What is Distributive Justice?
Distributive justice is generally referred to as fairness regarding the pattern of distribution among individuals. In order for distributive justice to be met, it is necessary for goods to be distributed fairly or justly. Goods are anything that holds value to any person(s); if something does not have any value then it is not a good. Value is the main requirement for something to be considered a good; therefore, not only physical goods hold value. Thus, such things as labor and medical insurance can be considered a good (Galvin and Lockhart 1182). There are also different principles of distributive justice as interpreted by the different support groups. The first of these principles is the one of strict egalitarianism in which it is believed every person should have the same level of material goods and services. The second of the principles is that of the difference principle stating each person has equal basic rights and liberties, but social and economic inequalities are there for ranking of different positions. The third principle is the resource-based principle that prescribes equality of resources determined by the free use of people’s resources. The next principle is welfare-based principle is used to maximize welfare. Following that principle is the desert-base principle which states people deserve certain economic benefits. The sixth principle is the libertarian principle; there is no followed pattern because the exchanges they as theirself are just are what is set forth. The next set of principles is the feminist principles that offer very distinct versions of every theory. The last of the principles is the methodology and empirical beliefs about distributive justice most notably stated by John Rawls. He brought the method of wide reflective equilibrium to philosophy (“Stanford Encyclopedia of Philosophy”).
The international doctrine of human rights says, “Everyone has a right to an adequate standard of living for himself and his family, including adequate food, clothing, and housing, and to the continuous improvement of living conditions” (Beitz 321). This perception poses a problem, because you have to distribute goods fairly in order to satisfy the international doctrine of human rights. Some philosophers choose to go even farther than the international doctrine states, and believe that not only should everyone have the above rights, but everyone should in fact receive equal amounts of goods. On the contrary, some may reject the international doctrine and believe that people are not entitled to certain goods. Another idea to take into consideration is how these goods are produced. People can create goods, yet not all people create goods at an equal rate. If some people are able to create more goods, would that necessarily entitle them to more goods? When it comes to answering this question, disagreements arise from different philosophers. Five different opinions of philosophers’ views and ideas of the definition of distributive justice will be given along with the flaws of any distributive justice system. There are arguments that support both claims in regard to this matter. A system of distributive justice without any flaws existent in it ceases to exist.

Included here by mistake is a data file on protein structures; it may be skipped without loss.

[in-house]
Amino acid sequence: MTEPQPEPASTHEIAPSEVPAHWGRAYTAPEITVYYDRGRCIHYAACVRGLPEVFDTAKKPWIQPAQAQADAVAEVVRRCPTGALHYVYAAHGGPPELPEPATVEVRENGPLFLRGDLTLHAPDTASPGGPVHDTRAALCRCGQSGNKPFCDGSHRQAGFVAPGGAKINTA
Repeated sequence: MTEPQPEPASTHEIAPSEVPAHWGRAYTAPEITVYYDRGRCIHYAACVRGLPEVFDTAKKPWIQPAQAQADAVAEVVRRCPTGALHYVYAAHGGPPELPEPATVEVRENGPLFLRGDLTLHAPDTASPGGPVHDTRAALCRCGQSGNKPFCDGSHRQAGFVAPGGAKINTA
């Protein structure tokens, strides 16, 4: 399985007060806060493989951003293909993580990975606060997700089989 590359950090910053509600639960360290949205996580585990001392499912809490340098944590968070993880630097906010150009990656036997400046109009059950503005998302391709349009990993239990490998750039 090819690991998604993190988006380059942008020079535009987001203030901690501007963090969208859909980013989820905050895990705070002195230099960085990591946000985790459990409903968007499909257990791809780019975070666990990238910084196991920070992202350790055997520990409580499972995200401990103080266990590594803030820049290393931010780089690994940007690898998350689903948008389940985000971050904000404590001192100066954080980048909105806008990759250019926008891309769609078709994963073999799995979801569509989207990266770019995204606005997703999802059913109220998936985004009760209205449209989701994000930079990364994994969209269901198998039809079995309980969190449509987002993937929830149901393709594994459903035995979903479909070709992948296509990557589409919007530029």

In Plato’s Republic Socrates argued that people will work together to achieve the best outcome for both the general welfare and the individual self at the same time. One person must concentrate on one type of labor in order to achieve the most productive system. If all members of a society become proficient at one type of labor, this system would ensure that the greatest possible amount of products will be produced in that particular society (Saxonhouse 273). If everyone was skilled in only one trade then there would not be differentiation of trades and only a limited variety of products in that particular region. In this society, the need for protection and maintenance of society is necessary, thus Plato develops a...
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